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10 Tips For First-Time Fathers In Their Thirties


In a recent post at Barstool Sports, a male human being known as Big Cat (real name Dan Katz) announced that he is going to become a father for the first time. He seems a bit worried about it, on account of being a 34-year old who has to “bring a heating pad with [him] to basketball every Saturday morning.”

Granted, Mr. Cat is older than the average new father in America, but only by a few years (about three, to be precise), which means he is not alone in entering the realm of fatherhood just before he’s old enough to be elected president. Plenty of American men are in the same position—trying to figure out how to be good dads with bad backs.

Where can they look to find a word of wisdom? Where can they turn for advice? They can turn to me—a man who has experienced first-time fatherhood both in his mid-twenties and his late thirties. If that doesn’t make any sense, let me explain.

My wife and I have three sons, the first of whom was born when I was 25. Then, seven years after baby boy three arrived, we became foster parents to two toddlers and a newborn.

As any parent can tell you, the longer the gap between your kids, the more it will feel like you’ve completely started over, so seven years is more or less a complete reboot. You’ll be able to remember all the gross, disgusting stuff you had to do in the past, but you won’t remember how to do it anymore. It’s basically the parenting equivalent of being Backwards Jason Bourne.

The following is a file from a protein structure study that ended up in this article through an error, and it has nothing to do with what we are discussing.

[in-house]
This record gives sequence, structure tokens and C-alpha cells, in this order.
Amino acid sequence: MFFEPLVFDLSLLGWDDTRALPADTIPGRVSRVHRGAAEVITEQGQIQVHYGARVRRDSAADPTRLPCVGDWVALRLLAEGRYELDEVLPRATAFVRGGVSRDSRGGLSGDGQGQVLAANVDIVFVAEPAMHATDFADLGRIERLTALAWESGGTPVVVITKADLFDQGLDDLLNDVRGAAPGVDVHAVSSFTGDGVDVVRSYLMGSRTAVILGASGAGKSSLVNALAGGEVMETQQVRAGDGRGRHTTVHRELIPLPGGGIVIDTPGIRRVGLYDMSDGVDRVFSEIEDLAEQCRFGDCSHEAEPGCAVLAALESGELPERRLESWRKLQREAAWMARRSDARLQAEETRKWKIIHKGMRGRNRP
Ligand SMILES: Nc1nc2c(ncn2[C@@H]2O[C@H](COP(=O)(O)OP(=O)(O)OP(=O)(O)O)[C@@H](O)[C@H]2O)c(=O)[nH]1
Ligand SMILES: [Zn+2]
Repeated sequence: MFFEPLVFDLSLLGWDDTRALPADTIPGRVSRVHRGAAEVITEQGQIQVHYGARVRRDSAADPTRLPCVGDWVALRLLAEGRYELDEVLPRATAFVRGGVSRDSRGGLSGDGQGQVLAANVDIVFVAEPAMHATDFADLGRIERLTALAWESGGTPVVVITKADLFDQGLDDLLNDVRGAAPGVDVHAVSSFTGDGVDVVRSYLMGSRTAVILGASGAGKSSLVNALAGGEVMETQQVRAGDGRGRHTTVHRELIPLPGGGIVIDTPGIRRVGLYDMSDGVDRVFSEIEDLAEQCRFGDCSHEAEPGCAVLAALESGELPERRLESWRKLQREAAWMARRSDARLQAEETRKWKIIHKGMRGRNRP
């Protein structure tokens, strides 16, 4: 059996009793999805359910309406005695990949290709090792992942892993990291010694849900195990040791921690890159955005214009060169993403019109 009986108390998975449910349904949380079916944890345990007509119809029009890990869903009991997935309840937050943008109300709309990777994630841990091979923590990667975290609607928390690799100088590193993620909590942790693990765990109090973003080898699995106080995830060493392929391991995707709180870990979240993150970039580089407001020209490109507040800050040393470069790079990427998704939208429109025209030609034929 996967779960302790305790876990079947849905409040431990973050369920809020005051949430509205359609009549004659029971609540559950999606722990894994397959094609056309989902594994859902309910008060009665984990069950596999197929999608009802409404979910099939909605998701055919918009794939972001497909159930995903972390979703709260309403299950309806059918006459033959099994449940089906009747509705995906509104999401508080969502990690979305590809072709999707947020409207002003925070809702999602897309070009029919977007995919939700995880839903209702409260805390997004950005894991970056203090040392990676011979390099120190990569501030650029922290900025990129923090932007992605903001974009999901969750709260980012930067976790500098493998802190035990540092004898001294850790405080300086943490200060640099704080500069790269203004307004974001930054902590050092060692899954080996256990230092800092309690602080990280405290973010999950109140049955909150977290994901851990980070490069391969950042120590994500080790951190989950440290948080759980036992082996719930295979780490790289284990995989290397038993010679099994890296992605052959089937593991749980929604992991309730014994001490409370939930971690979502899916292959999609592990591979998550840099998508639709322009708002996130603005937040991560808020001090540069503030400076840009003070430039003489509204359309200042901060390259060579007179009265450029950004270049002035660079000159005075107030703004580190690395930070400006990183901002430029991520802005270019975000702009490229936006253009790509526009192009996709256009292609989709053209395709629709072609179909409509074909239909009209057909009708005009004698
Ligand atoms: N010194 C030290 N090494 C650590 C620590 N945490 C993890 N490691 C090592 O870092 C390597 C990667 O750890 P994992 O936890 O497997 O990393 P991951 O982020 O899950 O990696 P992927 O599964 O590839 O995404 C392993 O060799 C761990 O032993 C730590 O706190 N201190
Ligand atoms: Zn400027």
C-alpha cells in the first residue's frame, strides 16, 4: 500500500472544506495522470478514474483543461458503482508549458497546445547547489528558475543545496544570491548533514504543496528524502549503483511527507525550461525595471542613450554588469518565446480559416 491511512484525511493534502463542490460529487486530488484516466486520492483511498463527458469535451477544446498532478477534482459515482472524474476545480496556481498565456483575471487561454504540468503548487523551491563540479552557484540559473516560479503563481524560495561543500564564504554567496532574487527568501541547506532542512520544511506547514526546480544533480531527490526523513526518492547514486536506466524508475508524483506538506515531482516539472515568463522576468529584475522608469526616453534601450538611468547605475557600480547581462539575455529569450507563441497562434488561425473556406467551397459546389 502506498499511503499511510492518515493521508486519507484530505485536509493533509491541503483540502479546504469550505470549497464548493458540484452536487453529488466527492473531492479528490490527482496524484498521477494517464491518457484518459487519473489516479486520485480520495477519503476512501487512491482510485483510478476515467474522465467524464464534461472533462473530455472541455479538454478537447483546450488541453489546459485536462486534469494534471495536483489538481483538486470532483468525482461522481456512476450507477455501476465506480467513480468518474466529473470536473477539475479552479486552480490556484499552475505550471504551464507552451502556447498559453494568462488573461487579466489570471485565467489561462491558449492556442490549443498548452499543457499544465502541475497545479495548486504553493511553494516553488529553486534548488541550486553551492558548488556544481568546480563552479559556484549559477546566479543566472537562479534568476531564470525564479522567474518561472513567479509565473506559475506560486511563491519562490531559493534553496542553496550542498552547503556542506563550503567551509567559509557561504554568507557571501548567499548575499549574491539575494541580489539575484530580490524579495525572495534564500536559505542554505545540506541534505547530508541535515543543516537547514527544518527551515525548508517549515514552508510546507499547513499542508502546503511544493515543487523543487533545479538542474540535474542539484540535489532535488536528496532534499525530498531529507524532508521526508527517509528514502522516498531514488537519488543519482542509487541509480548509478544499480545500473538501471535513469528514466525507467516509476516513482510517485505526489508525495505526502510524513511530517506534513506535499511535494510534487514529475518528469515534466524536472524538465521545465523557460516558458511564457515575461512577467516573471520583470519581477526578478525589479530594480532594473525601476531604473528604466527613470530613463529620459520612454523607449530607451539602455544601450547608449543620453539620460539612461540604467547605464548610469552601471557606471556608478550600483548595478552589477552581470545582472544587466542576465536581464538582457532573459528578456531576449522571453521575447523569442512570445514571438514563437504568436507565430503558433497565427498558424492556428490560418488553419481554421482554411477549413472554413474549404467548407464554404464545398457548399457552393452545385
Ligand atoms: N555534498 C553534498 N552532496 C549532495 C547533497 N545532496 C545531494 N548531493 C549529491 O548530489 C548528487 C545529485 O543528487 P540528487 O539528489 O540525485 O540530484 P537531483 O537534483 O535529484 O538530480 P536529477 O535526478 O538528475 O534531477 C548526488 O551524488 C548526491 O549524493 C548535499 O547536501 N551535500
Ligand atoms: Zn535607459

Having recently relearned everything in my second run as a first-time parent, I am therefore uniquely qualified to teach other men my age how to alter the tricks a twenty-something dad has in his arsenal to fit a body and mind that are approaching middle age. For Mr. Cat and any other men wanting to know how to parent the wee-est of ones while in your thirties, here are ten pieces of advice.

1. Rediscover Your Lung Strength

Because infants lack the capacity for speech, the greatest way they can express their love is to expel bodily fluids into your face holes. Do you have a mouth? They will puke in it. Do you have nostrils? That’s where poop goes now. Those things on the side of your head that you use for hearing? You call them ears. Babies call them snot receptacles.

If you have a son, he will somehow manage to pee behind your eyeballs. It’s gross, but from their perspective, it’s love. These are, of course, misguided attempts to show affection, but until babies develop more advanced methods of bonding, expect them to do these things every chance they get.

While goggles and ear muffs can offer you some measure of protection, they still leave your nose and mouth exposed. If you were a twenty-something father, you might possess the athletic burst necessary to dodge and duck these mucous-filled valentines, but since the ravages of time have robbed you of the necessary spryness, you’ll need to take a different approach: breath control.